Regards

KR
 
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Richard Maurer
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Yeah, those pesky Germans can be very sneaky. I am curious though about the supply rule for this game. Were you allowed a single action round to activate the units currently out of supply to re-establish your supply lines?

Yikes, I had no idea that the Eastern Front was weakened in order to make a successful attack against Italy. In that case, I would say you lucked out that you were able to prevent the CP from bulldozing Italy completely while the Russians were recovering. Fortune was definitely watcing over the Allies this game.

I have been a similar situation playing the Allies where an Austrian attack with four armies managed to bulldoze through my defenses and reach Venice before I was able to turn them back by transfering a British and French army from the Western Front.

Your assessment of this game is correct; it is a delicate balancing act. Over extend or commit yourself on one front and you are vulnerable to posssible attack on another. Despite significant success on one front, a disaster in another area can prevent you from exploiting this success which was very true of events and campaigns in World War 1.

A couple of historical examples come to mind right away:

- In 1915 and 1916, German successes on the Eastern Front prevented the Russians from fully exploiting their wins against Turkey.

- The constant Allied attacks along the Western Front prevented the Germans was devoting more resources to the Eastern Front in order to knock Russia out of the war.

- In 1918, the Allied forces prepared a knockout blow against the Turks at Meggido. The German successful offensives on the Western Front forced the Brits to withdraw several veteran divisions to shore up this vital front. This drain delayed the eventual British attack by several months.

I agree that more plays will definitely improve a players ability to not panic in tense situations and develop flexible plans to constantly changing conditions. Much like the commanders of the great war had to deal with as the war progressed and the battle fronts multipled.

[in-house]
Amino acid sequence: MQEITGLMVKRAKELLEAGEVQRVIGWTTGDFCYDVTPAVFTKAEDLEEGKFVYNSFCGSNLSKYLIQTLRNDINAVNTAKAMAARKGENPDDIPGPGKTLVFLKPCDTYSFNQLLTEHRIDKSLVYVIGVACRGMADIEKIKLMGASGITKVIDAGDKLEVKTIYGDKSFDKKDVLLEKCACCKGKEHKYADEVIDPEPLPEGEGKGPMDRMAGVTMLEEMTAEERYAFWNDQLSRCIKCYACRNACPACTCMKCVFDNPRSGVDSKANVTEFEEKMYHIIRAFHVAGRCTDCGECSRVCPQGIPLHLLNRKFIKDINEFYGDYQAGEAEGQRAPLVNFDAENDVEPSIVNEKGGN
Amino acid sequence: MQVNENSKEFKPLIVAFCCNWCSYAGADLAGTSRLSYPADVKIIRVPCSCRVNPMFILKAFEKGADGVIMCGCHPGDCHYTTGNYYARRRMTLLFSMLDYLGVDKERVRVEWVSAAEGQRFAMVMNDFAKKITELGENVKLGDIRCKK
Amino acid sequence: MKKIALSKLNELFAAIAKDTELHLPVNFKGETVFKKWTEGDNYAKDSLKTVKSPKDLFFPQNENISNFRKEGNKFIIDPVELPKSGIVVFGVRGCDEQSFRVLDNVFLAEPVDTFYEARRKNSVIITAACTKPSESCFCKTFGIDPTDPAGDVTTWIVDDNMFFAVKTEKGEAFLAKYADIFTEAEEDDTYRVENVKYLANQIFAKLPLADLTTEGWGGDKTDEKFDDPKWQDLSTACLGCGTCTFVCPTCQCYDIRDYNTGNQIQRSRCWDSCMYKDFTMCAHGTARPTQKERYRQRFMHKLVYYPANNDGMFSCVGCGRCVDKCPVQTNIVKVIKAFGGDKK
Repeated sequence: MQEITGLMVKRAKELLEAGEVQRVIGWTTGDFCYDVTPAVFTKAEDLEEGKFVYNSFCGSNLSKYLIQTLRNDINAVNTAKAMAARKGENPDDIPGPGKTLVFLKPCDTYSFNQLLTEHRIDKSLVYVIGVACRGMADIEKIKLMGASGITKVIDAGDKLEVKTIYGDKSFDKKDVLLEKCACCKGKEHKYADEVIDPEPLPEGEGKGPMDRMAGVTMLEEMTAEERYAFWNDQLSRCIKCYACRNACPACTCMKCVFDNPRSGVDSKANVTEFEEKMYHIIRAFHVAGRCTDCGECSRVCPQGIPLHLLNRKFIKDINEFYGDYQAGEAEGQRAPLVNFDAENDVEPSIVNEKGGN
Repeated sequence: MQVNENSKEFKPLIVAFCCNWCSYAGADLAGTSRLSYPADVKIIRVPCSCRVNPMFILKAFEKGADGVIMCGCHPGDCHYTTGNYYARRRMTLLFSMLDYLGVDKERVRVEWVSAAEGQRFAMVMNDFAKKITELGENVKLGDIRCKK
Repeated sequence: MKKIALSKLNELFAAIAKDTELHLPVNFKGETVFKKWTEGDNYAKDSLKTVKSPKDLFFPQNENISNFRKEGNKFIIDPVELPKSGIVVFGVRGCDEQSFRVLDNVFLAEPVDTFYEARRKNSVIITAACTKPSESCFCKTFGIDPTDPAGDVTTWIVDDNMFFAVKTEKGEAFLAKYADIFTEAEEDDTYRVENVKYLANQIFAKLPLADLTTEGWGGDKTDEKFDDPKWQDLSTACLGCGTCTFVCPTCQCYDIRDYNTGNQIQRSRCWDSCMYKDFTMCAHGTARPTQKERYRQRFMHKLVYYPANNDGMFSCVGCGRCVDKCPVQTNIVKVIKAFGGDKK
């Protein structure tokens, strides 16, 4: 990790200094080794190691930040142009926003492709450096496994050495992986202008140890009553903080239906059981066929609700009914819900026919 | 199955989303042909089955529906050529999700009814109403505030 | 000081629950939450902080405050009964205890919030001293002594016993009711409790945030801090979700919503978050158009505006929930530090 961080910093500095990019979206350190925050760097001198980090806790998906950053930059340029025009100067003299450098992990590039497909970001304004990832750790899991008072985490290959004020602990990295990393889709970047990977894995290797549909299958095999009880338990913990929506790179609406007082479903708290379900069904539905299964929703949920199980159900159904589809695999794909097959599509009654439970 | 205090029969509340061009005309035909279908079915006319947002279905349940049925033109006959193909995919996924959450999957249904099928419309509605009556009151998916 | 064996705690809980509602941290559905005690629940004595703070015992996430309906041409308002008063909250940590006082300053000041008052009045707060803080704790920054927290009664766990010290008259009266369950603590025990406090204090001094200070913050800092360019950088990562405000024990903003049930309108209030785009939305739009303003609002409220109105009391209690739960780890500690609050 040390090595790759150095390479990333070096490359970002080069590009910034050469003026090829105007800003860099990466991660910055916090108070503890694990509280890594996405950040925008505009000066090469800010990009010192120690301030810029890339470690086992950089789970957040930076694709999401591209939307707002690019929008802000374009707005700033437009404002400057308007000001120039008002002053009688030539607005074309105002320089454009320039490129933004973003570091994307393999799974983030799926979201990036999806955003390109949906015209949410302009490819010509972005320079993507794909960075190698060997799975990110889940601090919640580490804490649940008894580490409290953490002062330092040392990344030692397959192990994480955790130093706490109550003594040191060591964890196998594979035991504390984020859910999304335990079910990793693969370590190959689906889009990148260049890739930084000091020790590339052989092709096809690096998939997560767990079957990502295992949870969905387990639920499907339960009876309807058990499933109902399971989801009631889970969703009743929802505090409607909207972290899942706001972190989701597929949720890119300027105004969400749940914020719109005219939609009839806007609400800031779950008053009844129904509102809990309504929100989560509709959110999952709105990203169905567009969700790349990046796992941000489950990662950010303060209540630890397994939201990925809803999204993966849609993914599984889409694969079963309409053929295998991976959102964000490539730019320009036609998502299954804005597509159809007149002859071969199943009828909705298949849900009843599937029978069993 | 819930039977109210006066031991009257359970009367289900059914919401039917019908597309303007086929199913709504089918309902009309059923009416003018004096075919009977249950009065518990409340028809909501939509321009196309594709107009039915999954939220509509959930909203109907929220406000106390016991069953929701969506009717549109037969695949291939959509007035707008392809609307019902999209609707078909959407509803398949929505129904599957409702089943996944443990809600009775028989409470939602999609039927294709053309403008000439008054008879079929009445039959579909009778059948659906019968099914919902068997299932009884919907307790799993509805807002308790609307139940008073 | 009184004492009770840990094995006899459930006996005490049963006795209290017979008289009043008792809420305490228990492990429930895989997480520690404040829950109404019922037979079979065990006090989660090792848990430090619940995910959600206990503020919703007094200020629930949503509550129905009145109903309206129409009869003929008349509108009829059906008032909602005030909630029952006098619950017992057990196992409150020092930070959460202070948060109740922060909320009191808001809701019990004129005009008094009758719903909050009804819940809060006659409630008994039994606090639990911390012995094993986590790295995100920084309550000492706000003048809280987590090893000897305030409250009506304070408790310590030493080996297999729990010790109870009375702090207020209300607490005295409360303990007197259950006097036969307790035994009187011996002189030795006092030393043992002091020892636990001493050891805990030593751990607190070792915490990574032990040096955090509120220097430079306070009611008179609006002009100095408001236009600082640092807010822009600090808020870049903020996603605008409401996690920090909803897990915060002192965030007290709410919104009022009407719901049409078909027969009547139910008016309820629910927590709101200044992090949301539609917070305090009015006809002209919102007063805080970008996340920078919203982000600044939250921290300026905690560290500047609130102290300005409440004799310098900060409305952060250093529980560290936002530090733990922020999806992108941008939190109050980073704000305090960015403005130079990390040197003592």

Glad you were able to enjoy this great game and definitely hit me up for information or an online game if you are interested.
 
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Ken Richmore
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Ricomaurer wrote:
Yeah, those pesky Germans can be very sneaky. I am curious though about the supply rule for this game. Were you allowed a single action round to activate the units currently out of supply to re-establish your supply lines?

Yikes, I had no idea that the Eastern Front was weakened in order to make a successful attack against Italy. In that case, I would say you lucked out that you were able to prevent the CP from bulldozing Italy completely while the Russians were recovering. Fortune was definitely watcing over the Allies this game.


The answer to your question in the first paragraph is no. The supply rules seemed pretty clear that once a unit is out of supply it's effectively frozen in place until other units can re-establish a supply line to it. If you have no other units to do this then you're pretty much screwed is how John and I interpreted the rules. Did we miss something there?

Regarding your statement in the 2nd paragraph... I like to think that it was good play on my part to resurect the Eastern front while the Austo-Hungarian and German armies descended on Italy, rather than sheer good fortune! Rest assured, I never managed to throw any sensational dice rolls when they mattered at that stage of the game. John's view may be different of course.

Regards

KR

 
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Richard Maurer
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No, it isn't in the official rules more of an unofficial rule to negate the chance of a lone corp sweeping behind and cutting off a whole swath of armies. Many POG players complained that it was too much like World War 2 rather than the slow movements of World War 1. When in reality, rapid encirclements like Tannenberg were extremely rare.

Plus, it forces both players to commit a large force in an attempt to encircle their opponent's armies rather than just waiting for an opportunity to sneak one corps in. While at the same time, it still forces players to monitor their supply lines and be careful how they deploy their forces.

Oh no, my statement was more of an observation rather than a critique. Your rebuilding Russia's armies ASAP allowed you to exploit this CP weakness and I'm sure your opponent was gambling on your inability to recover so quickly. I was just noting how fortunate that this collapse of the Russian Front and the redeployment of the bulk of Austria's armies to Italy didn't lead to disaster on the Italian Front.

I've heard horror stories of the Mid-East scenario in reverse on the Italian Front where the GE and AH bulldoze through Italy in one turn and then move against France from the southeast. I haven't had it happen to me as the Allies yet, but I am always on guard to protect Italy against such a possibility.